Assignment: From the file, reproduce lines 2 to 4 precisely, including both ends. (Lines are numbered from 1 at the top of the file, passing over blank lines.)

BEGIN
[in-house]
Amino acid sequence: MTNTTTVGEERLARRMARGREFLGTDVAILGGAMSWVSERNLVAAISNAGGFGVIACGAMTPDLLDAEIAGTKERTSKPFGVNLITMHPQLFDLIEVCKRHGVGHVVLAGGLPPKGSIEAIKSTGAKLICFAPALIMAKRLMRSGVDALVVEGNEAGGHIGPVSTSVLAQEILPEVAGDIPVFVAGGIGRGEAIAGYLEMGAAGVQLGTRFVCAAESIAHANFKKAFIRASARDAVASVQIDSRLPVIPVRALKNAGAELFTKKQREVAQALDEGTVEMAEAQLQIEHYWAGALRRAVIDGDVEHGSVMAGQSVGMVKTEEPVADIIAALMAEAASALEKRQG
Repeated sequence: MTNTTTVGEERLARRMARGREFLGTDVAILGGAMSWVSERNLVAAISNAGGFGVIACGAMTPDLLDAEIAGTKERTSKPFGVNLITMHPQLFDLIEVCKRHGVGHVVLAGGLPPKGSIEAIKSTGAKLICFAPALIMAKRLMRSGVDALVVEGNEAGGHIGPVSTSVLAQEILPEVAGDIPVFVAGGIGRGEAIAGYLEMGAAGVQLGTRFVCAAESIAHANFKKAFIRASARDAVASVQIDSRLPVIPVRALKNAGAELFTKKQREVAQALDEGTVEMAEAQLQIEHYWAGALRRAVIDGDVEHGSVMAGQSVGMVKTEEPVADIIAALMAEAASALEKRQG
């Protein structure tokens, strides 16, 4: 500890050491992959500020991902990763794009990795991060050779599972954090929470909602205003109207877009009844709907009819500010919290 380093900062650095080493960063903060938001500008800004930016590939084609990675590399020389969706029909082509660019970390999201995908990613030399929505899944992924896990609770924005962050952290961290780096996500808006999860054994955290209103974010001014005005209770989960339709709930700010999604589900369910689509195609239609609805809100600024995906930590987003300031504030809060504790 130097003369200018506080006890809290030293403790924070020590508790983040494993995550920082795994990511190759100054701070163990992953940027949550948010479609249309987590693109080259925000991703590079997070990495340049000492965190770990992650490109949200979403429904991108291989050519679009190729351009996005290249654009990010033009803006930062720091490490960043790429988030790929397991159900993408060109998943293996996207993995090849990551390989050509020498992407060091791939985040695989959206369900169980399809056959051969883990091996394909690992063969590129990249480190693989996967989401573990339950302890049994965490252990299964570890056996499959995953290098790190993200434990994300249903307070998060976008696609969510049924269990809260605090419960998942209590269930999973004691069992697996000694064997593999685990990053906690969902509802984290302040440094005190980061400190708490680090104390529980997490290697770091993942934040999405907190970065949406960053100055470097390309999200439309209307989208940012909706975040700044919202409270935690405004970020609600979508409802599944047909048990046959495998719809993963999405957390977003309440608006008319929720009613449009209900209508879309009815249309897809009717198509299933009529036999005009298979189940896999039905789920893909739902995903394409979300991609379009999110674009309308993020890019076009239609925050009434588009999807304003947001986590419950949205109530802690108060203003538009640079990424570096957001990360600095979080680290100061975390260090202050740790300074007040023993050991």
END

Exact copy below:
Amino acid sequence: MTNTTTVGEERLARRMARGREFLGTDVAILGGAMSWVSERNLVAAISNAGGFGVIACGAMTPDLLDAEIAGTKERTSKPFGVNLITMHPQLFDLIEVCKRHGVGHVVLAGGLPPKGSIEAIKSTGAKLICFAPALIMAKRLMRSGVDALVVEGNEAGGHIGPVSTSVLAQEILPEVAGDIPVFVAGGIGRGEAIAGYLEMGAAGVQLGTRFVCAAESIAHANFKKAFIRASARDAVASVQIDSRLPVIPVRALKNAGAELFTKKQREVAQALDEGTVEMAEAQLQIEHYWAGALRRAVIDGDVEHGSVMAGQSVGMVKTEEPVADIIAALMAEAASALEKRQG
Repeated sequence: MTNTTTVGEERLARRMARGREFLGTDVAILGGAMSWVSERNLVAAISNAGGFGVIACGAMTPDLLDAEIAGTKERTSKPFGVNLITMHPQLFDLIEVCKRHGVGHVVLAGGLPPKGSIEAIKSTGAKLICFAPALIMAKRLMRSGVDALVVEGNEAGGHIGPVSTSVLAQEILPEVAGDIPVFVAGGIGRGEAIAGYLEMGAAGVQLGTRFVCAAESIAHANFKKAFIRASARDAVASVQIDSRLPVIPVRALKNAGAELFTKKQREVAQALDEGTVEMAEAQLQIEHYWAGALRRAVIDGDVEHGSVMAGQSVGMVKTEEPVADIIAALMAEAASALEKRQG
């Protein structure tokens, strides 16, 4: 500890050491992959500020991902990763794009990795991060050779599972954090929470909602205003109207877009009844709907009819500010919290 380093900062650095080493960063903060938001500008800004930016590939084609990675590399020389969706029909082509660019970390999201995908990613030399929505899944992924896990609770924005962050952290961290780096996500808006999860054994955290209103974010001014005005209770989960339709709930700010999604589900369910689509195609239609609805809100600024995906930590987003300031504030809060504790 130097003369200018506080006890809290030293403790924070020590508790983040494993995550920082795994990511190759100054701070163990992953940027949550948010479609249309987590693109080259925000991703590079997070990495340049000492965190770990992650490109949200979403429904991108291989050519679009190729351009996005290249654009990010033009803006930062720091490490960043790429988030790929397991159900993408060109998943293996996207993995090849990551390989050509020498992407060091791939985040695989959206369900169980399809056959051969883990091996394909690992063969590129990249480190693989996967989401573990339950302890049994965490252990299964570890056996499959995953290098790190993200434990994300249903307070998060976008696609969510049924269990809260605090419960998942209590269930999973004691069992697996000694064997593999685990990053906690969902509802984290302040440094005190980061400190708490680090104390529980997490290697770091993942934040999405907190970065949406960053100055470097390309999200439309209307989208940012909706975040700044919202409270935690405004970020609600979508409802599944047909048990046959495998719809993963999405957390977003309440608006008319929720009613449009209900209508879309009815249309897809009717198509299933009529036999005009298979189940896999039905789920893909739902995903394409979300991609379009999110674009309308993020890019076009239609925050009434588009999807304003947001986590419950949205109530802690108060203003538009640079990424570096957001990360600095979080680290100061975390260090202050740790300074007040023993050991």